“The decisions you make and the actions you take may make all the difference when minutes count.” says Karen Sell, RN and Prairie Ridge Health’s Disaster Preparedness Chairperson. “Plan ahead so you are prepared to protect yourself and your family.  Stay informed.”

How will you be informed? 

  • local TV and radio stations

  • emergency sirens

  • weather radios (if it is a weather event are  helpful)

  • WEA Systems (wireless emergency alerts)

    For more info visit www.ready.gov/alerts.


    “WEA messages are text-like alert messages received by mobile devices during an emergency in your area. This is a free, fast way to receive critical information,” said Sell.     


Sell encourages us to prepare before disaster strikes by visiting Do1Thing.com. Do 1 Thing is a non-profit organization that wants to help build stronger communities. The website offers a 12-step program, with one step to complete each month, in an effort to prepare individuals, businesses, and communities for all hazards and to become disaster resilient.

“Be aware of the types of emergencies at home and when traveling. Don't be caught unaware of your surroundings,” said Sell. “Be ready.”


For questions, please visit Do1Thing.com, or contact Sell at ksell@prairieridge.health.

For the month of September, Do1Thing.com offers this step:

Make sure everyone in your household can receive, understand, and act on information received in an emergency.

Things to consider…

  • Emergency news or weather broadcasts may not be closed captioned.
  • Information that is shown on screen may not be spoken aloud.
  • Automated voices and voices over loud speakers may be hard to understand.
  • Information comes quickly and the stress of a disaster may make it hard to understand or remember instructions.
  • Words moving across the bottom of a television screen may move very quickly.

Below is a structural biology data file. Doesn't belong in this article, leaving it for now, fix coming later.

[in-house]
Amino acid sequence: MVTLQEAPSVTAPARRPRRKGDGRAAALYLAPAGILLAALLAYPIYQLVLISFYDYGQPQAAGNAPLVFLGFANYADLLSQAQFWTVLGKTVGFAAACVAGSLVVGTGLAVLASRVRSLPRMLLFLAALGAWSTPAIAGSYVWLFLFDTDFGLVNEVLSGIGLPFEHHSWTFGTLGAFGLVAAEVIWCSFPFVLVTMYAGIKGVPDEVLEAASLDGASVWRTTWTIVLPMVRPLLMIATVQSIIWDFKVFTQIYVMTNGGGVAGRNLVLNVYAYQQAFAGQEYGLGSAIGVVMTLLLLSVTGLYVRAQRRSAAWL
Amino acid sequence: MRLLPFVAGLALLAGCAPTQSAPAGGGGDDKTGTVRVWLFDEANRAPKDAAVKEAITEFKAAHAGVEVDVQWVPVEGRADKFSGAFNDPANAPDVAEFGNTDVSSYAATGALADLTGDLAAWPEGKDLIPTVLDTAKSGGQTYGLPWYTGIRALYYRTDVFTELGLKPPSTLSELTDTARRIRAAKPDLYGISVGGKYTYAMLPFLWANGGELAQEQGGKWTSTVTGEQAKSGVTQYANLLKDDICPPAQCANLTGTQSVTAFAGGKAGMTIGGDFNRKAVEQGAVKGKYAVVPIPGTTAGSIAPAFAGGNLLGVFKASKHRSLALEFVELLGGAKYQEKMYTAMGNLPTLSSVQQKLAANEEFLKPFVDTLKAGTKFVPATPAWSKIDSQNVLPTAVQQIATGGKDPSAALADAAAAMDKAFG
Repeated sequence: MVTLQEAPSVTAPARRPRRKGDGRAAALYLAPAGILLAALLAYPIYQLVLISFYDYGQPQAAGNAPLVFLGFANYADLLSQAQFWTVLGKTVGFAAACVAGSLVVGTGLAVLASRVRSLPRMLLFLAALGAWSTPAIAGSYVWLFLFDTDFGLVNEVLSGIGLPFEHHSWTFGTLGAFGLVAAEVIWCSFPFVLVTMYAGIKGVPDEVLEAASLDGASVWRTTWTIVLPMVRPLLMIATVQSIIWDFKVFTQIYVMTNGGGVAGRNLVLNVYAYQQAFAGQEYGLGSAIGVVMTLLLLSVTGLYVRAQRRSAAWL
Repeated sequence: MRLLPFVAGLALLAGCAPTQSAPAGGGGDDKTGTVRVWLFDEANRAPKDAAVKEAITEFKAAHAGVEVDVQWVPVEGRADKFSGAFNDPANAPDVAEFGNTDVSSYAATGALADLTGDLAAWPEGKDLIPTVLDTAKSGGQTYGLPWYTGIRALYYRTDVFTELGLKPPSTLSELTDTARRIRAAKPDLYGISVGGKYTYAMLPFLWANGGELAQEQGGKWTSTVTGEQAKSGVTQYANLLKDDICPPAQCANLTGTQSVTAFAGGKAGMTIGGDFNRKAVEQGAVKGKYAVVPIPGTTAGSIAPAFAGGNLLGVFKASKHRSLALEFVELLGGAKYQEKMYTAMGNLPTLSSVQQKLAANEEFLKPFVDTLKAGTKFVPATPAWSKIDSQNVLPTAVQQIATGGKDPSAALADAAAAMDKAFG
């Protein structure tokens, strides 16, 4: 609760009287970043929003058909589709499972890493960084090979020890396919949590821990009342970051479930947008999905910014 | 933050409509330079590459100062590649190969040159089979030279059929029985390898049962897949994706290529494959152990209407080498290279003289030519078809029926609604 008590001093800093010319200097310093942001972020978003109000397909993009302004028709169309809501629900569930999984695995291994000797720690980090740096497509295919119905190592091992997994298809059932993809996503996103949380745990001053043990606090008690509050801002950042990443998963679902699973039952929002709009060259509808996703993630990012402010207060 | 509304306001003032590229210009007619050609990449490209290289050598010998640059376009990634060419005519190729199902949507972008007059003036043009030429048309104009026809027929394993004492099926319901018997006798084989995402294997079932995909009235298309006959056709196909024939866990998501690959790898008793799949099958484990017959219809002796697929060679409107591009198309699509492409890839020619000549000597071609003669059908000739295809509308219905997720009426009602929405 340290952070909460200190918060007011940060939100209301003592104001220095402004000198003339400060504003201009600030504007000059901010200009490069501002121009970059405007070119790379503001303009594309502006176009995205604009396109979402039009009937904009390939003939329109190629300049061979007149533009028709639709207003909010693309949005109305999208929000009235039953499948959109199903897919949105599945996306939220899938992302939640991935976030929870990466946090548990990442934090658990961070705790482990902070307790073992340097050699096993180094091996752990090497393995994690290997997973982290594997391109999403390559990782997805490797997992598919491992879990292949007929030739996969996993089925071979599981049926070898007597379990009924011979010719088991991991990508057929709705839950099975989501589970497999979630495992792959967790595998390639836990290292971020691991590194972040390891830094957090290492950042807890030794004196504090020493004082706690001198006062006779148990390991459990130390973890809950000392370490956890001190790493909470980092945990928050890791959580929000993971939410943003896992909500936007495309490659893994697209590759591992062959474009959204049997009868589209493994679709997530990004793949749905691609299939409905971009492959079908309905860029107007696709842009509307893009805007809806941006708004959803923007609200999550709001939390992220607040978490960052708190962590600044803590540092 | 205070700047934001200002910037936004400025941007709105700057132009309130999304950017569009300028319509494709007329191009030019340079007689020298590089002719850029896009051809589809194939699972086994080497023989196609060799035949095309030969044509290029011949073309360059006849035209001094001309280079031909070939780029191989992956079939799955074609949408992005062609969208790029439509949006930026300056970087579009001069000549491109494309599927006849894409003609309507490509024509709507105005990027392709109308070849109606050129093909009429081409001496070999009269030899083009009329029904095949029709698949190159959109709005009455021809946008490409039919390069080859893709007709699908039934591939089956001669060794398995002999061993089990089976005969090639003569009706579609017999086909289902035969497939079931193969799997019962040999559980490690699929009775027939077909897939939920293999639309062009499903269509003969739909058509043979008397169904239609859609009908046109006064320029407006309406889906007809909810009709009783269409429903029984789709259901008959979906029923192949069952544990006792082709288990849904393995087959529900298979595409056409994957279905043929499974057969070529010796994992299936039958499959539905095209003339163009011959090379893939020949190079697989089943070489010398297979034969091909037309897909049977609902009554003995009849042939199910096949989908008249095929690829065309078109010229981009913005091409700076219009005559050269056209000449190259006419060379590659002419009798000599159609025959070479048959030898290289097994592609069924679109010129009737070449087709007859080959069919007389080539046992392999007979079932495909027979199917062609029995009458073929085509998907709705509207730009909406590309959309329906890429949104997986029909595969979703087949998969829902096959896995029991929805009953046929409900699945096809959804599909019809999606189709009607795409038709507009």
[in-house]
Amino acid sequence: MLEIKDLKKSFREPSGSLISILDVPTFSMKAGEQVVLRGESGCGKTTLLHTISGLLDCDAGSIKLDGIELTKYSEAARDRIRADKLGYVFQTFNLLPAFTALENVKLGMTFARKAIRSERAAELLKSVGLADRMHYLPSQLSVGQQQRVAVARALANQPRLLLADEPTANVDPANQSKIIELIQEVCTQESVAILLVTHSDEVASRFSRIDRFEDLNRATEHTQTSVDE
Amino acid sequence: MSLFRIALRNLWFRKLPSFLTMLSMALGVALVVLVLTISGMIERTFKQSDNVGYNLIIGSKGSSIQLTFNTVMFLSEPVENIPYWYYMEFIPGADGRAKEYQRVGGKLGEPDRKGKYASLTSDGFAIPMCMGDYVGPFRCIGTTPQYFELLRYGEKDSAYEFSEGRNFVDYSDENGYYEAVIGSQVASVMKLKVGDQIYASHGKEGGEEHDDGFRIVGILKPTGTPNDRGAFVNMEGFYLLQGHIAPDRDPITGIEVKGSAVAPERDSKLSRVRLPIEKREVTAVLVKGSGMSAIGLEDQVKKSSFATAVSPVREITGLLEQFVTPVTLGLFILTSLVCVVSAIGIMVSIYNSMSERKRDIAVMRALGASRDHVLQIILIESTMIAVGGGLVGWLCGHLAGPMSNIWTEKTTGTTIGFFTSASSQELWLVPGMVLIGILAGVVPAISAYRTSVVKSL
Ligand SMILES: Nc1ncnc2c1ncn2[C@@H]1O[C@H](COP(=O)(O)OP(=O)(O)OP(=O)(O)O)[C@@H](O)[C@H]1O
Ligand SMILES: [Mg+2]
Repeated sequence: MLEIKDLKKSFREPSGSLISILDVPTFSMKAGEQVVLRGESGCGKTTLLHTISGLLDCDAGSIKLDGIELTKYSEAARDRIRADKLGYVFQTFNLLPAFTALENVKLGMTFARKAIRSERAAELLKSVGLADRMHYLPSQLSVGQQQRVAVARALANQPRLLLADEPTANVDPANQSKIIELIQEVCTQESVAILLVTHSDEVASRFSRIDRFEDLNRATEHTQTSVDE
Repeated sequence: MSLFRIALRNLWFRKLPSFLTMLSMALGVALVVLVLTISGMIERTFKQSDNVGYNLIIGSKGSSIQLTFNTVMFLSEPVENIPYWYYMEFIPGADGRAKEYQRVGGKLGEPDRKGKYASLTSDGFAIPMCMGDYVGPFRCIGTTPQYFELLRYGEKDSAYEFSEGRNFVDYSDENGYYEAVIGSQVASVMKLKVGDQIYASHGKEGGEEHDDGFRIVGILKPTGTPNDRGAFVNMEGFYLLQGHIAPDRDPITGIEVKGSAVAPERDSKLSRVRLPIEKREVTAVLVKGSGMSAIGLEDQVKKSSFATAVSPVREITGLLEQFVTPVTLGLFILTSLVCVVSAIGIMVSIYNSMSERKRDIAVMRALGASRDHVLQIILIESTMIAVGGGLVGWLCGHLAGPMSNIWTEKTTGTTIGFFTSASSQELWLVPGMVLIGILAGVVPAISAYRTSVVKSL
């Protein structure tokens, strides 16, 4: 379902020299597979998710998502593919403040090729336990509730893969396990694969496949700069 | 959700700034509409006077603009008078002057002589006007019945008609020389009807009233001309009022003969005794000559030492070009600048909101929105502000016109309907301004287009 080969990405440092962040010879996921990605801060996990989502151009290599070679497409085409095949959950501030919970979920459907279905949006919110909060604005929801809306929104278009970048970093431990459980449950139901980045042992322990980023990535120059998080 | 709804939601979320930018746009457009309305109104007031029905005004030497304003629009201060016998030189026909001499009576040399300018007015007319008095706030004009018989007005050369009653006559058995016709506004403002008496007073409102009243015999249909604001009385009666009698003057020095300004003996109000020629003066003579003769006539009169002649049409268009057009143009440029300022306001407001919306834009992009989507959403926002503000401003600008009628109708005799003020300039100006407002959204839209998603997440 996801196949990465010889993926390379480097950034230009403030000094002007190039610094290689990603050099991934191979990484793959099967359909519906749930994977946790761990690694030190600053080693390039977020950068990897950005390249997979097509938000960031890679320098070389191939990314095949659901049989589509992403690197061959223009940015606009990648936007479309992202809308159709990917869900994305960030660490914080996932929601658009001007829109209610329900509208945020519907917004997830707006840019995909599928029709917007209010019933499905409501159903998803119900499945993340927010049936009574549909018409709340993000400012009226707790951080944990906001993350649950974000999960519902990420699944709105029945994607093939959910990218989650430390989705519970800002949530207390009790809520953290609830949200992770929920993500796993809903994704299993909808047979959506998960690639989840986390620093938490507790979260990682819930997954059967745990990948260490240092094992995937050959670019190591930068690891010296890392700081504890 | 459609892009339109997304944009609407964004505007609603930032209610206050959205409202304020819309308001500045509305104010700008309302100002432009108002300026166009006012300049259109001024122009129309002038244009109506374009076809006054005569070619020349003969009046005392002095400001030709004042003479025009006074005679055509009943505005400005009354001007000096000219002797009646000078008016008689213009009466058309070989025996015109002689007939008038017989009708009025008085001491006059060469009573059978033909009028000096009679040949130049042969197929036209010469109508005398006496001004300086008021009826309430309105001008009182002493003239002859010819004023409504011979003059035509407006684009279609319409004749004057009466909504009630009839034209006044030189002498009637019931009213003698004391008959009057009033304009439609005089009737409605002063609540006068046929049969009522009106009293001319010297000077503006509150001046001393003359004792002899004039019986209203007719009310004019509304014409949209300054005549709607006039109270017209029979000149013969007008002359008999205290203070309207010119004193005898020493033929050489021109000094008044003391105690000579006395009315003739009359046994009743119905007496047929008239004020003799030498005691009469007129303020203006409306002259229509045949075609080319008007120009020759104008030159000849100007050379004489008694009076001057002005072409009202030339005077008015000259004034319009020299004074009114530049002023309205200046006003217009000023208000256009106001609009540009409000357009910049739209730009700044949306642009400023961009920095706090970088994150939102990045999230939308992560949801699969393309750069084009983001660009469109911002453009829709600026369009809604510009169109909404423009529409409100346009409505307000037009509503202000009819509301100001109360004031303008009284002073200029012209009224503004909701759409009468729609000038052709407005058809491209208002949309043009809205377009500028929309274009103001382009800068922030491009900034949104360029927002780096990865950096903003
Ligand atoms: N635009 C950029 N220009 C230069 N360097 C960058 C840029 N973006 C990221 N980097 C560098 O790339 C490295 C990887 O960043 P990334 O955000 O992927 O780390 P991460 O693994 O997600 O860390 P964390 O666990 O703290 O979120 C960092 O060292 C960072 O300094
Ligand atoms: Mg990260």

• The screen color or color of the text might make some information on television hard to read.

Make sure everyone in your family knows what to do when they hear emergency warnings.

Your community may have outdoor warning sirens (also called tornado sirens) to warn you in an emergency. These sirens are meant to let people who are outside know they should go indoors. When you hear the outdoor warning sirens sound in your area it is not safe for you to be outdoors. You should take cover inside a sturdy building and get more information from television, radio, internet, or by contacting a friend or family member.

Call your local fire department to find out if your area is covered by warning sirens, when they are tested, and when they would be activated. Make sure other members of your household know what to do when outdoor warning sirens sound.

Some communities have other ways of warning residents. They may call by phone, or send text messages or emails with emergency information. Check with your local emergency management or sheriff’s office to find out what other warning systems are used in your area. Talk to family members about what to do when emergency information is given.

Get a NOAA Emergency Alert Radio.

Weather can change very quickly. Severe weather may strike when people are sleeping or unaware of the forecast. This can be deadly if people do not seek a safe shelter. A NOAA emergency alert radio (sometimes called a weather radio) can turn itself on when an emergency alert is issued and warn you at any time - day or night.

Emergency alert radios can also be used to warn about other emergencies, such as a chemical spill. With the Emergency Alert Radio, you will be warned about dangerous situations in time to take shelter or other safe action.

Every home should have an emergency alert radio, just the way all homes should have a smoke detector. They can be purchased at stores that sell electronics. Prices start at about $20.00. Most run on batteries or have battery back-up.

Make sure everyone in your household can communicate in a disaster.

The way emergency information is sent out in your community may not work for everyone. If you don’t speak English well, or if you use an assistive device to speak or hear, make a plan now. Make sure you can get and give information in a disaster.

Communities may give information by television or radio, by automated phone call, text messages, email, or by sounding outdoor warning sirens. Police or fire may use loudspeakers to give information as they drive through the streets. Responders or volunteers may go door-to-door to talk to people directly.

If you think you may not be able to understand emergency information, identify someone (or more than one person) that you can contact for help in an emergency. Have more than one way to get in touch with them. Keep their contact information with you.